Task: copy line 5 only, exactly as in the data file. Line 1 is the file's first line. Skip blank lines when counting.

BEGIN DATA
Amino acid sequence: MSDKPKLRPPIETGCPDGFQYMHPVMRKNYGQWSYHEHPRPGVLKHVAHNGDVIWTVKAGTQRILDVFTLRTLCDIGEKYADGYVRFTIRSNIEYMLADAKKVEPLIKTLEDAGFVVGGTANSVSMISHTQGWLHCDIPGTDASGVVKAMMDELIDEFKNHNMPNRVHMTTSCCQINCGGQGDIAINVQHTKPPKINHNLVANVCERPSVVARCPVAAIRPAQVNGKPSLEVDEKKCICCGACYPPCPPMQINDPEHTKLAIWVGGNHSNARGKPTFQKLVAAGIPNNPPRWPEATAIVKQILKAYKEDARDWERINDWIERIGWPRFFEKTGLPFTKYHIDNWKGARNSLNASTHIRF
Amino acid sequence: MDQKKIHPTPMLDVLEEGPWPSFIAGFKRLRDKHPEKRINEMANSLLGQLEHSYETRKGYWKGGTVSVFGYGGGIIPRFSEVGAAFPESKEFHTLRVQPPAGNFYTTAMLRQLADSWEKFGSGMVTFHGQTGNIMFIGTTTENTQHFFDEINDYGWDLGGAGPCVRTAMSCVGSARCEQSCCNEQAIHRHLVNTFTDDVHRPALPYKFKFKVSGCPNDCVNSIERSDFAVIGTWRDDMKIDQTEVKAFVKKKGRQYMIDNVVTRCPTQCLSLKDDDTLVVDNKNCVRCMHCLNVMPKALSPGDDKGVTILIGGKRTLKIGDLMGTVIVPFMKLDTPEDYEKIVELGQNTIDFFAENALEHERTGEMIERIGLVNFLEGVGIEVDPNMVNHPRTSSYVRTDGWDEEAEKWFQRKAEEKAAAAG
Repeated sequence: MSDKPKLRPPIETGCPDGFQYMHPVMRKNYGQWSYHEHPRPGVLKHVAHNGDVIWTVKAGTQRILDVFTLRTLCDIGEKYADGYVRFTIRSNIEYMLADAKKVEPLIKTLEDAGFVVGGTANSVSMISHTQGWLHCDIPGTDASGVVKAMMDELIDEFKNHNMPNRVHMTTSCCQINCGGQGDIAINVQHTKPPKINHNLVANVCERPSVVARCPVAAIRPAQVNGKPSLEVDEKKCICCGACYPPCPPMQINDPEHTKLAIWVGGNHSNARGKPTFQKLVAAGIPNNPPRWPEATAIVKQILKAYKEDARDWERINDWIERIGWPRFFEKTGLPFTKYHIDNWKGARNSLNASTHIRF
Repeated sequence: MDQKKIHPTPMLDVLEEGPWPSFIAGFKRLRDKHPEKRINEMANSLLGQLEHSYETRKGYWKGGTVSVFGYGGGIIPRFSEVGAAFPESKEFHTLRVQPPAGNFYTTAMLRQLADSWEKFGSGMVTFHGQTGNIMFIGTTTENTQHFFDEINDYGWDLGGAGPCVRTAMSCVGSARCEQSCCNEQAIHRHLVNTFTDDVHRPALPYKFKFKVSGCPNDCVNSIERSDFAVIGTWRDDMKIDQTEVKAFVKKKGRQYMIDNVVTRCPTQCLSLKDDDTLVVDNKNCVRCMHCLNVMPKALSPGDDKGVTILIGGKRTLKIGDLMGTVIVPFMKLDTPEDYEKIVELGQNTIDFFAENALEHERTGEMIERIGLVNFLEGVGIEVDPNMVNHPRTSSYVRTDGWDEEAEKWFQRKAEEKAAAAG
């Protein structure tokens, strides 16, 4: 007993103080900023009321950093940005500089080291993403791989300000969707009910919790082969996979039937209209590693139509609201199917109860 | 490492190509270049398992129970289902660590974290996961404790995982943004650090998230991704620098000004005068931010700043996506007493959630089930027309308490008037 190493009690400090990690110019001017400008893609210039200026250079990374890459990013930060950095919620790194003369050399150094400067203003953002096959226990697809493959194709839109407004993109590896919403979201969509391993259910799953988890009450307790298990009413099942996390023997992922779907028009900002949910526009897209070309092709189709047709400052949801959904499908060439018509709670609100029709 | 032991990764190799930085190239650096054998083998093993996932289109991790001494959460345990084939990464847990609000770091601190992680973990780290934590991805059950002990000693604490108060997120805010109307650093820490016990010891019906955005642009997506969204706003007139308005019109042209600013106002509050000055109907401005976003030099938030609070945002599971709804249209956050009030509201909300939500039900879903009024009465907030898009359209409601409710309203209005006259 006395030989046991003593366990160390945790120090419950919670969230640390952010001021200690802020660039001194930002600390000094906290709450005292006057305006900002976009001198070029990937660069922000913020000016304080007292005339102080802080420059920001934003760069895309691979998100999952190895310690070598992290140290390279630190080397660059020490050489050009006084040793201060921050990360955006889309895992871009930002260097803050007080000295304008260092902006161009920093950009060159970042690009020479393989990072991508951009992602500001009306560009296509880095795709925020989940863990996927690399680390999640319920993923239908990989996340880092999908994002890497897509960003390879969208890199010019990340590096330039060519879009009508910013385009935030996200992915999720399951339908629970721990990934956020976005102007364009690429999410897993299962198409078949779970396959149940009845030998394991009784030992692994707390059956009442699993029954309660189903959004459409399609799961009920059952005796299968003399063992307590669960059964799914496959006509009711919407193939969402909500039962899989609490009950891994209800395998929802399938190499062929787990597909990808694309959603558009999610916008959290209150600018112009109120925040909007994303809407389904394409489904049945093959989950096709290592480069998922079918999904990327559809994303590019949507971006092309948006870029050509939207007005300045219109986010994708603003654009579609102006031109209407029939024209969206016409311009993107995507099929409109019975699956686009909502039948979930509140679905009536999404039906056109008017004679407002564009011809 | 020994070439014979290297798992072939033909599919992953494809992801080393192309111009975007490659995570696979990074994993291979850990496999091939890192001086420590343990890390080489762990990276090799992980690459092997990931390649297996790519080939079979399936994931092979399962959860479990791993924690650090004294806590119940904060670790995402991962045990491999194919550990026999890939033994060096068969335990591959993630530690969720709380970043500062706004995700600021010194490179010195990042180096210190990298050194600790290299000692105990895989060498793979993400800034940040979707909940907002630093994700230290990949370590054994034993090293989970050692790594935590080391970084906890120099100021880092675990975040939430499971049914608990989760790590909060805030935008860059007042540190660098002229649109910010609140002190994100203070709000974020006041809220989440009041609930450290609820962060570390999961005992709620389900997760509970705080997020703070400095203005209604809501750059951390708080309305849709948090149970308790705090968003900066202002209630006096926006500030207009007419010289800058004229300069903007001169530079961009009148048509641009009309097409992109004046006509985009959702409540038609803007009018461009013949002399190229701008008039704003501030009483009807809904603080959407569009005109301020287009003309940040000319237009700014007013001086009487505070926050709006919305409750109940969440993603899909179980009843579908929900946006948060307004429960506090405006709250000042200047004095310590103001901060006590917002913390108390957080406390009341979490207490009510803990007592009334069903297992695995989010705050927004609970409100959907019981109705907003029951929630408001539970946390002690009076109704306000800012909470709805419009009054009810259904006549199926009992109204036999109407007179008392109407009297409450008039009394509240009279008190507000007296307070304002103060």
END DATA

């Protein structure tokens, strides 16, 4: 007993103080900023009321950093940005500089080291993403791989300000969707009910919790082969996979039937209209590693139509609201199917109860 | 490492190509270049398992129970289902660590974290996961404790995982943004650090998230991704620098000004005068931010700043996506007493959630089930027309308490008037 190493009690400090990690110019001017400008893609210039200026250079990374890459990013930060950095919620790194003369050399150094400067203003953002096959226990697809493959194709839109407004993109590896919403979201969509391993259910799953988890009450307790298990009413099942996390023997992922779907028009900002949910526009897209070309092709189709047709400052949801959904499908060439018509709670609100029709 | 032991990764190799930085190239650096054998083998093993996932289109991790001494959460345990084939990464847990609000770091601190992680973990780290934590991805059950002990000693604490108060997120805010109307650093820490016990010891019906955005642009997506969204706003007139308005019109042209600013106002509050000055109907401005976003030099938030609070945002599971709804249209956050009030509201909300939500039900879903009024009465907030898009359209409601409710309203209005006259 006395030989046991003593366990160390945790120090419950919670969230640390952010001021200690802020660039001194930002600390000094906290709450005292006057305006900002976009001198070029990937660069922000913020000016304080007292005339102080802080420059920001934003760069895309691979998100999952190895310690070598992290140290390279630190080397660059020490050489050009006084040793201060921050990360955006889309895992871009930002260097803050007080000295304008260092902006161009920093950009060159970042690009020479393989990072991508951009992602500001009306560009296509880095795709925020989940863990996927690399680390999640319920993923239908990989996340880092999908994002890497897509960003390879969208890199010019990340590096330039060519879009009508910013385009935030996200992915999720399951339908629970721990990934956020976005102007364009690429999410897993299962198409078949779970396959149940009845030998394991009784030992692994707390059956009442699993029954309660189903959004459409399609799961009920059952005796299968003399063992307590669960059964799914496959006509009711919407193939969402909500039962899989609490009950891994209800395998929802399938190499062929787990597909990808694309959603558009999610916008959290209150600018112009109120925040909007994303809407389904394409489904049945093959989950096709290592480069998922079918999904990327559809994303590019949507971006092309948006870029050509939207007005300045219109986010994708603003654009579609102006031109209407029939024209969206016409311009993107995507099929409109019975699956686009909502039948979930509140679905009536999404039906056109008017004679407002564009011809 | 020994070439014979290297798992072939033909599919992953494809992801080393192309111009975007490659995570696979990074994993291979850990496999091939890192001086420590343990890390080489762990990276090799992980690459092997990931390649297996790519080939079979399936994931092979399962959860479990791993924690650090004294806590119940904060670790995402991962045990491999194919550990026999890939033994060096068969335990591959993630530690969720709380970043500062706004995700600021010194490179010195990042180096210190990298050194600790290299000692105990895989060498793979993400800034940040979707909940907002630093994700230290990949370590054994034993090293989970050692790594935590080391970084906890120099100021880092675990975040939430499971049914608990989760790590909060805030935008860059007042540190660098002229649109910010609140002190994100203070709000974020006041809220989440009041609930450290609820962060570390999961005992709620389900997760509970705080997020703070400095203005209604809501750059951390708080309305849709948090149970308790705090968003900066202002209630006096926006500030207009007419010289800058004229300069903007001169530079961009009148048509641009009309097409992109004046006509985009959702409540038609803007009018461009013949002399190229701008008039704003501030009483009807809904603080959407569009005109301020287009003309940040000319237009700014007013001086009487505070926050709006919305409750109940969440993603899909179980009843579908929900946006948060307004429960506090405006709250000042200047004095310590103001901060006590917002913390108390957080406390009341979490207490009510803990007592009334069903297992695995989010705050927004609970409100959907019981109705907003029951929630408001539970946390002690009076109704306000800012909470709805419009009054009810259904006549199926009992109204036999109407007179008392109407009297409450008039009394509240009279008190507000007296307070304002103060």